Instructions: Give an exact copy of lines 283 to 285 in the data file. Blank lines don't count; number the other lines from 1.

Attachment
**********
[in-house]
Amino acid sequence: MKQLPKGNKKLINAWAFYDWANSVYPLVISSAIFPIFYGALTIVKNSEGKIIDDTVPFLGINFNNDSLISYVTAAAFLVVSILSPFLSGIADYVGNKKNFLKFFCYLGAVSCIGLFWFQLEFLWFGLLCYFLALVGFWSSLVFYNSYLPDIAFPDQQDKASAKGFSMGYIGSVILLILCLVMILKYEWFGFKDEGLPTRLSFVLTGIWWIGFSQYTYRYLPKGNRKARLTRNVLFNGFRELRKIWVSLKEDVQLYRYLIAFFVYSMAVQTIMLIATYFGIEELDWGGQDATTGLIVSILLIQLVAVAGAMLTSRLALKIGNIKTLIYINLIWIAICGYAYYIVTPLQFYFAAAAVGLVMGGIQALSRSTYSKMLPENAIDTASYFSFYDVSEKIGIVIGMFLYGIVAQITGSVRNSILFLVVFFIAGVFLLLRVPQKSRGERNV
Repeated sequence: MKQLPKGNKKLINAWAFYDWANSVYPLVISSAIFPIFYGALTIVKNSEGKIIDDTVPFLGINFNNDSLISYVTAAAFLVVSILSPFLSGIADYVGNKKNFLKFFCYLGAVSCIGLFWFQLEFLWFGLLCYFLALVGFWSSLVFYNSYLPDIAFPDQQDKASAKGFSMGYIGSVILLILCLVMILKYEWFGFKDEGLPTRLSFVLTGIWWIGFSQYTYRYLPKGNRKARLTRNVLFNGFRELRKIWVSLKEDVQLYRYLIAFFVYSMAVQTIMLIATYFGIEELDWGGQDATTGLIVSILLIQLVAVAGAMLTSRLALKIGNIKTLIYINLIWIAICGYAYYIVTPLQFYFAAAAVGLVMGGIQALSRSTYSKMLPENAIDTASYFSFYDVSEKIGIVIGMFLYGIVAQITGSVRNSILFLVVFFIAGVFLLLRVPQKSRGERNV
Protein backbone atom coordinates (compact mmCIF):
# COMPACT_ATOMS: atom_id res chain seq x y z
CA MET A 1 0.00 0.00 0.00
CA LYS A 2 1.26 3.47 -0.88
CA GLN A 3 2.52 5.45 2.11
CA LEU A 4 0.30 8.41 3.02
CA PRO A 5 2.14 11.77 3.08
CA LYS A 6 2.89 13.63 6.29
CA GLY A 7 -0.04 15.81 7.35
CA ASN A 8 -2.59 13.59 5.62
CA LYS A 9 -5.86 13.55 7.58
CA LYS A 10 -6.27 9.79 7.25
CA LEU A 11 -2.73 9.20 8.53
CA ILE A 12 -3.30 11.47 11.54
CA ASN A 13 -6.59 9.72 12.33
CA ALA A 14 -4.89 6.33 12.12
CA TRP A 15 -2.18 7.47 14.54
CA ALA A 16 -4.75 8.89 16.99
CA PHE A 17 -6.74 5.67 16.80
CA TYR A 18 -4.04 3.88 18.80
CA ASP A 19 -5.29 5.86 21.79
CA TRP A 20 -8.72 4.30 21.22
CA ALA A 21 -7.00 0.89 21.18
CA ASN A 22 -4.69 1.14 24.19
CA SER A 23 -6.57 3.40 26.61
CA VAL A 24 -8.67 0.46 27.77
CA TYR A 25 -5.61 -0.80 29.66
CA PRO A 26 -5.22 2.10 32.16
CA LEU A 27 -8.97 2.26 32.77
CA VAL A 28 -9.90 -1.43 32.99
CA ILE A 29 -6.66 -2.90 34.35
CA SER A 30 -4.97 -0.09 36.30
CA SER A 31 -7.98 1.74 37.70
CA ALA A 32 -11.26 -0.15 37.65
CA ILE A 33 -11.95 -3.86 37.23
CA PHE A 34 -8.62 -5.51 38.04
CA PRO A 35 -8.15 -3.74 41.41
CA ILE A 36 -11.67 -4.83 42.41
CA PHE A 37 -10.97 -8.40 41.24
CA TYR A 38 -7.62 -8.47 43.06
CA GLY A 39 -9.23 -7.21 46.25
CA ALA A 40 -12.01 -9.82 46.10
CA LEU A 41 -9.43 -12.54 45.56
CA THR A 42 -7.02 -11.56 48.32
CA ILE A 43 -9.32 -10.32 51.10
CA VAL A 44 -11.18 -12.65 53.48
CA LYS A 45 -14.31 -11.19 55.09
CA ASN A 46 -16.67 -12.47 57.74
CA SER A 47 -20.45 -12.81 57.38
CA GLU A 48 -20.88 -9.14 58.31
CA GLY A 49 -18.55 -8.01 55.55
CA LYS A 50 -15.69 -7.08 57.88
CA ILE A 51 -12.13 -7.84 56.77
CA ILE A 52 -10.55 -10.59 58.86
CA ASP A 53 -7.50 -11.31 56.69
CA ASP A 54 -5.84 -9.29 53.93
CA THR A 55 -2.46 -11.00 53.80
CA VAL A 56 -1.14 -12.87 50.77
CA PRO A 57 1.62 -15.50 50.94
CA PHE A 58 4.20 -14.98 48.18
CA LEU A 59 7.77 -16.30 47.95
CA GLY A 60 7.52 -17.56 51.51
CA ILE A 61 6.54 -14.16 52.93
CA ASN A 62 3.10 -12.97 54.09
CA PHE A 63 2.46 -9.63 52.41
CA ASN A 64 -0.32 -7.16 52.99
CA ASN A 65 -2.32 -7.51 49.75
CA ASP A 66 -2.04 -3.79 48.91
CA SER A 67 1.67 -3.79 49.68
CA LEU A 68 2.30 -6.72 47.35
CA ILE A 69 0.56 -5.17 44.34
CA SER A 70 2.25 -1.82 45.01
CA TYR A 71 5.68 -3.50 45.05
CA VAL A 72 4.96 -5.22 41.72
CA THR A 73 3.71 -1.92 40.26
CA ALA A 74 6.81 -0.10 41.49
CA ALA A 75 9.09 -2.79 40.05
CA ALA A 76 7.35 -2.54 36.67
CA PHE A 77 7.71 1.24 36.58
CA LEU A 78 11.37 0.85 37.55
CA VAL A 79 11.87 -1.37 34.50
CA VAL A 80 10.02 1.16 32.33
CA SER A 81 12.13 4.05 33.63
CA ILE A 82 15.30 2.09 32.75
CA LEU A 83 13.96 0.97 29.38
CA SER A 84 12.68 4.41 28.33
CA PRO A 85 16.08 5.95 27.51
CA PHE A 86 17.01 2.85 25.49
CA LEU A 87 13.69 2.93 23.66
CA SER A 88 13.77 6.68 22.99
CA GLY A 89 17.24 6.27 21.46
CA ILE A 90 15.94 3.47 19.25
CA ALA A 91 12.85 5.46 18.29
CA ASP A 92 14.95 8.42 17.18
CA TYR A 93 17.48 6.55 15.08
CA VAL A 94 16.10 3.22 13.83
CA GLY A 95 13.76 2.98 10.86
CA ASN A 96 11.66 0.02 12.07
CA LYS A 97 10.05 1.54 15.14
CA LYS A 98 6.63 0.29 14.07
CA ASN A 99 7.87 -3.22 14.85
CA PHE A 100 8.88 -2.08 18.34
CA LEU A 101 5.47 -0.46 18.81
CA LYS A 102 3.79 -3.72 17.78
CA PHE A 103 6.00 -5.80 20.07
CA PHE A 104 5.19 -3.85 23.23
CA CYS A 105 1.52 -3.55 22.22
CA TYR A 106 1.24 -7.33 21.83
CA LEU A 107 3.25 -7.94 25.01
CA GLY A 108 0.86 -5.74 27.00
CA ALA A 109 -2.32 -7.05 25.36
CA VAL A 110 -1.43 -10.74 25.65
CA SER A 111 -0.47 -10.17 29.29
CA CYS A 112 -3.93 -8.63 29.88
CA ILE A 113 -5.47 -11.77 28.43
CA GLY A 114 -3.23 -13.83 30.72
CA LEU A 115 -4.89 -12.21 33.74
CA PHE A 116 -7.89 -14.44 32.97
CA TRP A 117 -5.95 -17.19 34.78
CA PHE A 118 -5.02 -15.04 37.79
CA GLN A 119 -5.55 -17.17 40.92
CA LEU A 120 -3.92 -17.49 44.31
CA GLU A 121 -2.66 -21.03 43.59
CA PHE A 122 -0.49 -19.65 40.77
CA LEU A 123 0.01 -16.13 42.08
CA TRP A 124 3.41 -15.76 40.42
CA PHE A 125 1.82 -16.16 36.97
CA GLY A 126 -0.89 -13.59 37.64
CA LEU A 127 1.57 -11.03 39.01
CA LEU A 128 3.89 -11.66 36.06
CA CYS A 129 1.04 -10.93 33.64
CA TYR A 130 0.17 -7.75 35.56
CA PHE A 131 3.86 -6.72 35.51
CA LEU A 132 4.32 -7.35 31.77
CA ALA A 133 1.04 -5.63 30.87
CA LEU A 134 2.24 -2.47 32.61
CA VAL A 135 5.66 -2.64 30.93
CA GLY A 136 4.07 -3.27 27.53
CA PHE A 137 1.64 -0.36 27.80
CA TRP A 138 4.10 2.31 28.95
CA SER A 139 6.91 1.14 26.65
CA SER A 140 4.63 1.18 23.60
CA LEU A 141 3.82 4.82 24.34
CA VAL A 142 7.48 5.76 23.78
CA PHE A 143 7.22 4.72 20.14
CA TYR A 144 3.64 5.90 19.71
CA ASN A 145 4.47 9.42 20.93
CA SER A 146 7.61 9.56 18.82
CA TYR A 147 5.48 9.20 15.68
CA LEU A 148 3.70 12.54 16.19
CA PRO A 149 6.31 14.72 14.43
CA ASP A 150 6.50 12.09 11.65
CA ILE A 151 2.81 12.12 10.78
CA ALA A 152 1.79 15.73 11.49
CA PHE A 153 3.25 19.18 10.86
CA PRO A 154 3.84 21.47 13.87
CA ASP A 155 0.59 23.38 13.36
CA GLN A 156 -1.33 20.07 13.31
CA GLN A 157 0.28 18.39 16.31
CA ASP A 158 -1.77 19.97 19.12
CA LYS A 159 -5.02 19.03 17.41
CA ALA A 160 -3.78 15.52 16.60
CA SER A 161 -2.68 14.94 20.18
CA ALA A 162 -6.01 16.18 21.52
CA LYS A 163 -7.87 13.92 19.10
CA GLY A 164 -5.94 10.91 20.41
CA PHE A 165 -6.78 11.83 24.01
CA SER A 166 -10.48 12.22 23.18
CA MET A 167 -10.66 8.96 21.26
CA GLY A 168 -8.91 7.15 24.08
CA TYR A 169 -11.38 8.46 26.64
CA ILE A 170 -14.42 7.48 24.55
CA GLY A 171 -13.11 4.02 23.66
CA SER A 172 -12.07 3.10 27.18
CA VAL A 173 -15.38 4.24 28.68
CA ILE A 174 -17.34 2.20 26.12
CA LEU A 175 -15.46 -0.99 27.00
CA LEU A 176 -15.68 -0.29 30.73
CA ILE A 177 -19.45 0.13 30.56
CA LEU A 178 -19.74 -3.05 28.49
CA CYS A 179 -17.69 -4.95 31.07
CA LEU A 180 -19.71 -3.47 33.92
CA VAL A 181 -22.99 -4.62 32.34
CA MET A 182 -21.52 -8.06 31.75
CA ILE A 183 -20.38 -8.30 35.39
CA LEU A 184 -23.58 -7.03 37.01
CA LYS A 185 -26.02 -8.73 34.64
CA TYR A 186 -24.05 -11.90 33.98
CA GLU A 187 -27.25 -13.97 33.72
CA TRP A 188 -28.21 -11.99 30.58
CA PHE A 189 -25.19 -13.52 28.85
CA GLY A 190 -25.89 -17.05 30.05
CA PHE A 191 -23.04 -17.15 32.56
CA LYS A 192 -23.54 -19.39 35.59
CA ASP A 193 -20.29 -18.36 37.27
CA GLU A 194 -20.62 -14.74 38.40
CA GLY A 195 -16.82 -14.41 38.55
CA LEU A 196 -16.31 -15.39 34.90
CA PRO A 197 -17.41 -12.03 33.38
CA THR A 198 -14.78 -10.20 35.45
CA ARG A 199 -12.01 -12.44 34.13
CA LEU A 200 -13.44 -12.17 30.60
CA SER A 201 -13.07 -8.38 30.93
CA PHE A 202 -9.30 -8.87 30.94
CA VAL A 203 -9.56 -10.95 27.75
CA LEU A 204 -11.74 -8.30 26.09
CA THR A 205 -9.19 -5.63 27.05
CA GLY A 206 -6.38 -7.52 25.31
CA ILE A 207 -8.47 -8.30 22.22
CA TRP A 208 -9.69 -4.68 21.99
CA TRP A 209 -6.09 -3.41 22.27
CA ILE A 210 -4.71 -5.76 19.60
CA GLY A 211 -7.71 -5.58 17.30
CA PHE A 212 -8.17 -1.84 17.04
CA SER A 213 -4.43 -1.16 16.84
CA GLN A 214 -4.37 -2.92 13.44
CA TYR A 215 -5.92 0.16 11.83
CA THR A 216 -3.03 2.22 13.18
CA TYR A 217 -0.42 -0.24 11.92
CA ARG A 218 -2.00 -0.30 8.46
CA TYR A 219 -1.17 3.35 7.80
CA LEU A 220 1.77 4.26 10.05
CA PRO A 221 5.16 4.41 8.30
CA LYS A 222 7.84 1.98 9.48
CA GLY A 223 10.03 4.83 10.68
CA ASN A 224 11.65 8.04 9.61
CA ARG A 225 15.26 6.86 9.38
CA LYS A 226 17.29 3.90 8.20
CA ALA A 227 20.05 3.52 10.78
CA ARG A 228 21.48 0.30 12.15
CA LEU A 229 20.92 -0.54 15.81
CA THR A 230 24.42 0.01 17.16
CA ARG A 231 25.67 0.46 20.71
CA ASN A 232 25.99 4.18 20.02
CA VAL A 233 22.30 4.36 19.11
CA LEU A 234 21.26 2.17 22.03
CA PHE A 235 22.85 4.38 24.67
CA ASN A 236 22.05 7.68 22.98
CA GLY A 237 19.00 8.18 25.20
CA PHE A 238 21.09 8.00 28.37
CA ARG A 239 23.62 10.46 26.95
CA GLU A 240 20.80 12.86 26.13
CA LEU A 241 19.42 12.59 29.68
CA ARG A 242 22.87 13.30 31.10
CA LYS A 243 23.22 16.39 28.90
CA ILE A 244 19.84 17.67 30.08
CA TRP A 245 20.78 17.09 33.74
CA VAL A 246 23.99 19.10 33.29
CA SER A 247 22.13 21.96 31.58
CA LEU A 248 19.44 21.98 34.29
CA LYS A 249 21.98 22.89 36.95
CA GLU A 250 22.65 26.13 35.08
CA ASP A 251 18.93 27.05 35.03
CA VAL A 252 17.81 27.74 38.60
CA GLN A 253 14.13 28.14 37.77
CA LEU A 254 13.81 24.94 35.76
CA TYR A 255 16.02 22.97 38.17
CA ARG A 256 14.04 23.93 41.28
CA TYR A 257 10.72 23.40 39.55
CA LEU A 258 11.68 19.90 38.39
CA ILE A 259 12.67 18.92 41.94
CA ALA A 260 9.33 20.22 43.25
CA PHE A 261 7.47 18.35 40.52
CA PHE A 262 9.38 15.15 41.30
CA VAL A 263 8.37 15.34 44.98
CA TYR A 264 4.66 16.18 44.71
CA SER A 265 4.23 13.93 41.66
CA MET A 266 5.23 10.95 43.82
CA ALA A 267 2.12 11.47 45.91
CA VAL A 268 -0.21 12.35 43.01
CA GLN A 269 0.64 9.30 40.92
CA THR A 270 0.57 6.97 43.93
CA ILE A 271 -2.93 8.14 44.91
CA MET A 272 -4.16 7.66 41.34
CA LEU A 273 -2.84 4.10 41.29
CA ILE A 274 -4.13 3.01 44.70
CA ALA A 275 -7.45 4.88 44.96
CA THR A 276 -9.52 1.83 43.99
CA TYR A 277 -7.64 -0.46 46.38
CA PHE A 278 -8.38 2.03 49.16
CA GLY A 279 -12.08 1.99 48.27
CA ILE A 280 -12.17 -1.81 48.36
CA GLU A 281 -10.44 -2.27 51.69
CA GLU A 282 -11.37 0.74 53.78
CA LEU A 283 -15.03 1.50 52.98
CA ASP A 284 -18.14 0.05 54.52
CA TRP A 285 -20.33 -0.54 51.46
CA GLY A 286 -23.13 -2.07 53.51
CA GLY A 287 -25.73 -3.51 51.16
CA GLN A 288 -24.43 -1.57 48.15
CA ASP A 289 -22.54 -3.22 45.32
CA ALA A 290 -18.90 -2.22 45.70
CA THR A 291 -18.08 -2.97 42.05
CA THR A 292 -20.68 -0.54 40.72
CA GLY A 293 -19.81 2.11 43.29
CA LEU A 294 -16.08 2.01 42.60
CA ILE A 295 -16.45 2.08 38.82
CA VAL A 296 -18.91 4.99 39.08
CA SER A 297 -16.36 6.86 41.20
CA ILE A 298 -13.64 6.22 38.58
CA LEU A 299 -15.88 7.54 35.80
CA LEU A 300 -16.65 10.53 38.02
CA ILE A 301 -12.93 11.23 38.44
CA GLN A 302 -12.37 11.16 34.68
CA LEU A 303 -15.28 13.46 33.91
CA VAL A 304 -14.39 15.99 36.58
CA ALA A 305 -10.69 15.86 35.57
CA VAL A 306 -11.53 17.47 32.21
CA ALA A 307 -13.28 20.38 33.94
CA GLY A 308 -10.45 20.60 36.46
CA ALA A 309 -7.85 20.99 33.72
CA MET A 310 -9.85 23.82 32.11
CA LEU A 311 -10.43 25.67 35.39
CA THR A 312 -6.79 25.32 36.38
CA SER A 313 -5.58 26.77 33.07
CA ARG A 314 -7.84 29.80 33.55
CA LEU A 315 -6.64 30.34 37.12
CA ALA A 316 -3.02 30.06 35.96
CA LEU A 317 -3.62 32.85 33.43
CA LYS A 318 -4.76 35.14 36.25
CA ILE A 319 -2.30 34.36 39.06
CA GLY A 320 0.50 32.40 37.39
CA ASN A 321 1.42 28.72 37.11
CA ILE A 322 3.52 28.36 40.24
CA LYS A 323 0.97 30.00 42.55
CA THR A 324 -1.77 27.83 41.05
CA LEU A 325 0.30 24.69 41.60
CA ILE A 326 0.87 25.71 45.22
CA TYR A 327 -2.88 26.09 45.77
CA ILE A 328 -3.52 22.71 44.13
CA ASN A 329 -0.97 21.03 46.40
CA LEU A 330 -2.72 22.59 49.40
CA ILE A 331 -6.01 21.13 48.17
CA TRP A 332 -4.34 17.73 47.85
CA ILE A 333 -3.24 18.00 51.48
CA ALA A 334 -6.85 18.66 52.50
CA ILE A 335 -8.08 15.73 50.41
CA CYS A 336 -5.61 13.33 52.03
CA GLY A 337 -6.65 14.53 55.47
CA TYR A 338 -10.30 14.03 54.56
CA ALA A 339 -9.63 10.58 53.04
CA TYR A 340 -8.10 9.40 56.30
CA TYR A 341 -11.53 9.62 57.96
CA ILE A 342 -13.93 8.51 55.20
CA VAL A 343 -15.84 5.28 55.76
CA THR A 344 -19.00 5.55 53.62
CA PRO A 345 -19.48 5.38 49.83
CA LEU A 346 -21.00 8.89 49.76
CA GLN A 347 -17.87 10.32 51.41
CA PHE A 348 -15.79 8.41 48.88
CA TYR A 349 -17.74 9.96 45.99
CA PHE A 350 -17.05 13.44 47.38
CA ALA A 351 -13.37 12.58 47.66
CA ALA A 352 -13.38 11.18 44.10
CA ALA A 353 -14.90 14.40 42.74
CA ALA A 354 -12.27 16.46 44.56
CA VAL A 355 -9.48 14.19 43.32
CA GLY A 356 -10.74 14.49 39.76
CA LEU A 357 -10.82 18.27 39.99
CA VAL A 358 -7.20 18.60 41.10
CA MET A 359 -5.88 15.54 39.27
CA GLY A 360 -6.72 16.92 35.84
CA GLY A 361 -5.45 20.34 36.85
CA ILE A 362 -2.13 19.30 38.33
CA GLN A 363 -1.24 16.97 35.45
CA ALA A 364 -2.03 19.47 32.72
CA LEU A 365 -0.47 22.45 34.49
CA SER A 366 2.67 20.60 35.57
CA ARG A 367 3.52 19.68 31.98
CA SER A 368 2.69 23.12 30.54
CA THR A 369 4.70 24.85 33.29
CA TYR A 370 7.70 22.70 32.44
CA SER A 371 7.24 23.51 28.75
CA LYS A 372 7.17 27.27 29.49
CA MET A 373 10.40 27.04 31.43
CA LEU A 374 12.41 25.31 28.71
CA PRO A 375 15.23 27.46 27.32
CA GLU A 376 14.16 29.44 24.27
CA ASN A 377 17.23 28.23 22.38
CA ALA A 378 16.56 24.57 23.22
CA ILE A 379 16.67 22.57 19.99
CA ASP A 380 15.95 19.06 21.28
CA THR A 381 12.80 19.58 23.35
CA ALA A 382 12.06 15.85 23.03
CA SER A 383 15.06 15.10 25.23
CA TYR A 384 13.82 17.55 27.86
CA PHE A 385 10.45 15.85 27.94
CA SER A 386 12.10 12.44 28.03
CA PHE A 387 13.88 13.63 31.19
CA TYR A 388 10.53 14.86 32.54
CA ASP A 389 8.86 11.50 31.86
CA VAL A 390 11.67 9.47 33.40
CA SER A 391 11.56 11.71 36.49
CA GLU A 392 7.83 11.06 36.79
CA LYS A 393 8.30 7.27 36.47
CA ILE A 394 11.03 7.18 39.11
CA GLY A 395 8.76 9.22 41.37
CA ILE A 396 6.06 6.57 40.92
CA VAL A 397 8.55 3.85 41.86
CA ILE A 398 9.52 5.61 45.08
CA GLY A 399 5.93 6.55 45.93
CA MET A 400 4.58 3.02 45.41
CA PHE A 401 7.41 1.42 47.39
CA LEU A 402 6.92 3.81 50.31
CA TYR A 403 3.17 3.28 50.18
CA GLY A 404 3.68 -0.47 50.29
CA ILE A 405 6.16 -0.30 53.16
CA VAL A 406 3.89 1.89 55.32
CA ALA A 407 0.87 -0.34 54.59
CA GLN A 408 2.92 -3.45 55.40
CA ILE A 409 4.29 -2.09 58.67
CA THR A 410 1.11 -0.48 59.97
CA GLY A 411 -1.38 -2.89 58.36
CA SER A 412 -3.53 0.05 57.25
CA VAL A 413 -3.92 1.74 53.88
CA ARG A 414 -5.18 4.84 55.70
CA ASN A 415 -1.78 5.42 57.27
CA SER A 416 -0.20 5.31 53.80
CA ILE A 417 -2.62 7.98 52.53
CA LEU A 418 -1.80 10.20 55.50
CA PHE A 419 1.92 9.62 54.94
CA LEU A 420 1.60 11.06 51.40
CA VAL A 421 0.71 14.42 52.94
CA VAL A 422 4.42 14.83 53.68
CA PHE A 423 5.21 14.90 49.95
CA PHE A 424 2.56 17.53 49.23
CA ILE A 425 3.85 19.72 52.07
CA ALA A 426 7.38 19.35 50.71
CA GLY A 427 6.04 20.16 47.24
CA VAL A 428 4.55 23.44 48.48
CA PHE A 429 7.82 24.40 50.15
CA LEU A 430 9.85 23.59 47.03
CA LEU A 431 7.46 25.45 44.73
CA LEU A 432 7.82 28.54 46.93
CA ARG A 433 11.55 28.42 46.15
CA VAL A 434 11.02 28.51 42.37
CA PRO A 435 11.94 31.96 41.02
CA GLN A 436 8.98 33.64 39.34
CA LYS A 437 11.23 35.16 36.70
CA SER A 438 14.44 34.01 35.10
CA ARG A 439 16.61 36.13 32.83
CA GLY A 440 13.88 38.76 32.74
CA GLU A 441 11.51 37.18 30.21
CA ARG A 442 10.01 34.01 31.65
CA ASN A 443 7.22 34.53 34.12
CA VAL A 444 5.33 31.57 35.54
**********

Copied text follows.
CA PHE A 278 -8.38 2.03 49.16
CA GLY A 279 -12.08 1.99 48.27
CA ILE A 280 -12.17 -1.81 48.36